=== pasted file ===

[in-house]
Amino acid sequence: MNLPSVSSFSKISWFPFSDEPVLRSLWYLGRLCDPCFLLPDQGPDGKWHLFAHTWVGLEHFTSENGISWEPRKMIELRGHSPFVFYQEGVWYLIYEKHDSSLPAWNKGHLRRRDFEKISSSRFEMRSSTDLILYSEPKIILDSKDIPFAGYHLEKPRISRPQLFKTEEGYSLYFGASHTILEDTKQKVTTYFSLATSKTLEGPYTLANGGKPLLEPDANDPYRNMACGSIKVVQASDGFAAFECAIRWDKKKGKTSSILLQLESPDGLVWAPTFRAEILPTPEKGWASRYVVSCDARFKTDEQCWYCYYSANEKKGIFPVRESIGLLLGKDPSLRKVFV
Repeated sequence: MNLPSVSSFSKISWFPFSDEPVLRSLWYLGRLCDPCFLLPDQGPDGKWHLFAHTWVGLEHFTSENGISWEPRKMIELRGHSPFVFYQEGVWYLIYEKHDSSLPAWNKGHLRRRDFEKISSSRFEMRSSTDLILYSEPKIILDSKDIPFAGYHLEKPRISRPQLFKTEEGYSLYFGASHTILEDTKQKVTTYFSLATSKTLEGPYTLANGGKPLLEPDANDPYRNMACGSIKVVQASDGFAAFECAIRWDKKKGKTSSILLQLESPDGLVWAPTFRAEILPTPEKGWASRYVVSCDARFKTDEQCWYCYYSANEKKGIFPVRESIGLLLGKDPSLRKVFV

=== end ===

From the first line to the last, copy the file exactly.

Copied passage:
[in-house]
Amino acid sequence: MNLPSVSSFSKISWFPFSDEPVLRSLWYLGRLCDPCFLLPDQGPDGKWHLFAHTWVGLEHFTSENGISWEPRKMIELRGHSPFVFYQEGVWYLIYEKHDSSLPAWNKGHLRRRDFEKISSSRFEMRSSTDLILYSEPKIILDSKDIPFAGYHLEKPRISRPQLFKTEEGYSLYFGASHTILEDTKQKVTTYFSLATSKTLEGPYTLANGGKPLLEPDANDPYRNMACGSIKVVQASDGFAAFECAIRWDKKKGKTSSILLQLESPDGLVWAPTFRAEILPTPEKGWASRYVVSCDARFKTDEQCWYCYYSANEKKGIFPVRESIGLLLGKDPSLRKVFV
Repeated sequence: MNLPSVSSFSKISWFPFSDEPVLRSLWYLGRLCDPCFLLPDQGPDGKWHLFAHTWVGLEHFTSENGISWEPRKMIELRGHSPFVFYQEGVWYLIYEKHDSSLPAWNKGHLRRRDFEKISSSRFEMRSSTDLILYSEPKIILDSKDIPFAGYHLEKPRISRPQLFKTEEGYSLYFGASHTILEDTKQKVTTYFSLATSKTLEGPYTLANGGKPLLEPDANDPYRNMACGSIKVVQASDGFAAFECAIRWDKKKGKTSSILLQLESPDGLVWAPTFRAEILPTPEKGWASRYVVSCDARFKTDEQCWYCYYSANEKKGIFPVRESIGLLLGKDPSLRKVFV